gehayi: derinthescarletpescatarian:kaen-ace-of-ravenclaw:see I WOULD have thought that the Cruella…

Monday, May 31st, 2021




see I WOULD have thought that the Cruella movie spoilers I’ve seen here were for sure fake, but I’ve learned my lesson from “Mr. Mime is doused in gasoline and burned alive” and “Palpatine fucks”

Are they getting worse at writing stories or was it always like this and we just didn’t notice

Oh, the stories are definitely getting worse. And the writers are more blatant about playing for sympathy points, too. By now I expect Disney prequels explaining the following:

  • Lady Tremaine was the sweetest, kindest, and gentlest of women until she was threatened with financial ruin by her first husband, who wanted to divorce her for a hot blonde.  Unwilling to deal with imminent and long-lasting poverty, the social ruin divorce caused in her era, or the destruction of her daughters’ future, she murdered him.
  • Jafar was actually a surviving royal from a kingdom that the Sultan’s grandfather had absorbed into Agrabah, but no one told him this until he was an adult and thoroughly ensconced as the Grand Vizier. Outraged at his loss of family, status, wealth and power, he decided that since he couldn’t have his own country and people back, he’d claim Agrabah as his own. Turnabout’s fair play, right?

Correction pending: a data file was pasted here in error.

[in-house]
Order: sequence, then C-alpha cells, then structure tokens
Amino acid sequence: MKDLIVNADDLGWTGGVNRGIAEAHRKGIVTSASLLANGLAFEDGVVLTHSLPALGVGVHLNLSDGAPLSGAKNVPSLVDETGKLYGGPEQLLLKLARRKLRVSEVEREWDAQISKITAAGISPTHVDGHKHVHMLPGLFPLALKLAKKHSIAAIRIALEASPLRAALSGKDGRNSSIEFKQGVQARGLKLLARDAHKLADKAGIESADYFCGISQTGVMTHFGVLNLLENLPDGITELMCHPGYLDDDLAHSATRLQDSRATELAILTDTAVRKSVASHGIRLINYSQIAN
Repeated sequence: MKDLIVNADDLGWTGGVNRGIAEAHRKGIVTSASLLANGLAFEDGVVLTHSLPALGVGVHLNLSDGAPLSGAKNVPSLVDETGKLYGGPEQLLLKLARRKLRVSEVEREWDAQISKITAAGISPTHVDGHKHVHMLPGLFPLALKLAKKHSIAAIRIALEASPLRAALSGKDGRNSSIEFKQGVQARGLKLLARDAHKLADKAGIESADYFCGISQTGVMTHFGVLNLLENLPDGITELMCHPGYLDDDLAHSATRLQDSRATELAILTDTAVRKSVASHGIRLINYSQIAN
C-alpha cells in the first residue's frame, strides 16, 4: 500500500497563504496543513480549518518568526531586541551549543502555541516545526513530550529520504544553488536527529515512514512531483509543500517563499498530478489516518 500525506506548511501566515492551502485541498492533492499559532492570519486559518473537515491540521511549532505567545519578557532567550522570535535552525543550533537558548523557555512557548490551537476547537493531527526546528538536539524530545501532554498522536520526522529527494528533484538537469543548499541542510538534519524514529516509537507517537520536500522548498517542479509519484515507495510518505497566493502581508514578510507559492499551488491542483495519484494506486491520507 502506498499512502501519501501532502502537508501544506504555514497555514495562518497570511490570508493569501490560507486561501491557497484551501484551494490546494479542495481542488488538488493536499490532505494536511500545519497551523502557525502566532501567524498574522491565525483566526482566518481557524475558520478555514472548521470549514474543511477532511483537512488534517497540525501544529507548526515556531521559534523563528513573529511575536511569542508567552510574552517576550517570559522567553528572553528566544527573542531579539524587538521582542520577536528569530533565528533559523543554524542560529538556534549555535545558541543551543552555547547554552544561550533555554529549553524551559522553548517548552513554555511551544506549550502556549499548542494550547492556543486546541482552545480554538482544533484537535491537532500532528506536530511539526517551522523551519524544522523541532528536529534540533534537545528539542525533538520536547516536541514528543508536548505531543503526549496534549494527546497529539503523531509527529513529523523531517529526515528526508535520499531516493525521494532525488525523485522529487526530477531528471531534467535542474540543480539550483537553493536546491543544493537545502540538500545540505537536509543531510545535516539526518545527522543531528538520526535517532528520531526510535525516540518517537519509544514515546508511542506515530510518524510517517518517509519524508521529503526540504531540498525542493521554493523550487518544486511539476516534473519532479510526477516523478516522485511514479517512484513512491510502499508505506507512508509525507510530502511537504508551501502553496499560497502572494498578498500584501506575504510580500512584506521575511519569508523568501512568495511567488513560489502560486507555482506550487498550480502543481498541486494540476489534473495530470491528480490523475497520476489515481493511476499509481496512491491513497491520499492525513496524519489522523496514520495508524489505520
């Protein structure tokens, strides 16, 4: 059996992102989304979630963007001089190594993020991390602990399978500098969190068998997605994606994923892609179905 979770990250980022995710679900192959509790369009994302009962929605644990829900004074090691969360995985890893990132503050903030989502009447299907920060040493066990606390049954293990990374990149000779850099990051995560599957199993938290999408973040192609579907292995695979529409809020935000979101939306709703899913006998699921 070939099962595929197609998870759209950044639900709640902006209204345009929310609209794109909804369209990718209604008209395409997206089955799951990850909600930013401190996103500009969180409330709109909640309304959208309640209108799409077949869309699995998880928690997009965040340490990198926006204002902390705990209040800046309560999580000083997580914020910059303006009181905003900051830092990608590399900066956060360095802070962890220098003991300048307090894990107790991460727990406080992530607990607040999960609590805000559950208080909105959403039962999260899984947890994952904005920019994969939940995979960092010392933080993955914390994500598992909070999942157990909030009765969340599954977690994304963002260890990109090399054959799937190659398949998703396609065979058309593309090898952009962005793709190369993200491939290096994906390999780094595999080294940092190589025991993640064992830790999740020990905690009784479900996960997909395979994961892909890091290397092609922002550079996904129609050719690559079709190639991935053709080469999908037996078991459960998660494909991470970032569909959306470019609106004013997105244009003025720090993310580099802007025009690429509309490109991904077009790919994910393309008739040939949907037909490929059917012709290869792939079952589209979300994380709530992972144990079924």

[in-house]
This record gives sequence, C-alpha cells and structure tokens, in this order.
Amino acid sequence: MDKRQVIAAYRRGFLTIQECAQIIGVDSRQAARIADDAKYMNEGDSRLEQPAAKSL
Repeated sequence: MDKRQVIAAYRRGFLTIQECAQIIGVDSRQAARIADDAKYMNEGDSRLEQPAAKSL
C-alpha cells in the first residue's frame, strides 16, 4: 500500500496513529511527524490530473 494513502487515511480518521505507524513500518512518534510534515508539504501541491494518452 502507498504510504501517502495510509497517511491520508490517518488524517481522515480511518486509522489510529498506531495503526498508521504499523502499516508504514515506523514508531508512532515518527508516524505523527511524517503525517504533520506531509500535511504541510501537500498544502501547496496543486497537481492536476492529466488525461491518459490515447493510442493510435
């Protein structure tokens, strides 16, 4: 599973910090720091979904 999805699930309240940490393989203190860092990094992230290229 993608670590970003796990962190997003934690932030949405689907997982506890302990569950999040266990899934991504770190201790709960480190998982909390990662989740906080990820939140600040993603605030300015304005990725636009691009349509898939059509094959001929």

• Scar and Mufasa used to be the closest of brothers…until Scar came out and older brother Mufasa revealed that he was massively homophobic.
  • Frollo was raised in an ultra-religious, sex-repulsed, anti-Rroma household and he never had any friends, so it never occurred to him that there was any other way to be.
  • Ursula was terribly mistreated by her younger brother Triton, who spread dreadful stories about her and her magic and who eventually stole her throne.

Honestly, it’s not hard. You just have to imagine that the chief villain is a villain not because of their own choices, but because of someone else’s actions–preferably, someone previously thought to be good (like Mufasa),  innocuous (like Triton, who opposes Ariel but isn’t evil), or previously nonexistent (Lady Tremaine’s previous husband, the Sultan’s conquering grandfather, and Frollo’s repressive family).  This presents villainy reactive rather than active, as an understandable response that anyone would have rather than a deliberate and conscious choice to do, and to continue doing, things known to harm to others.

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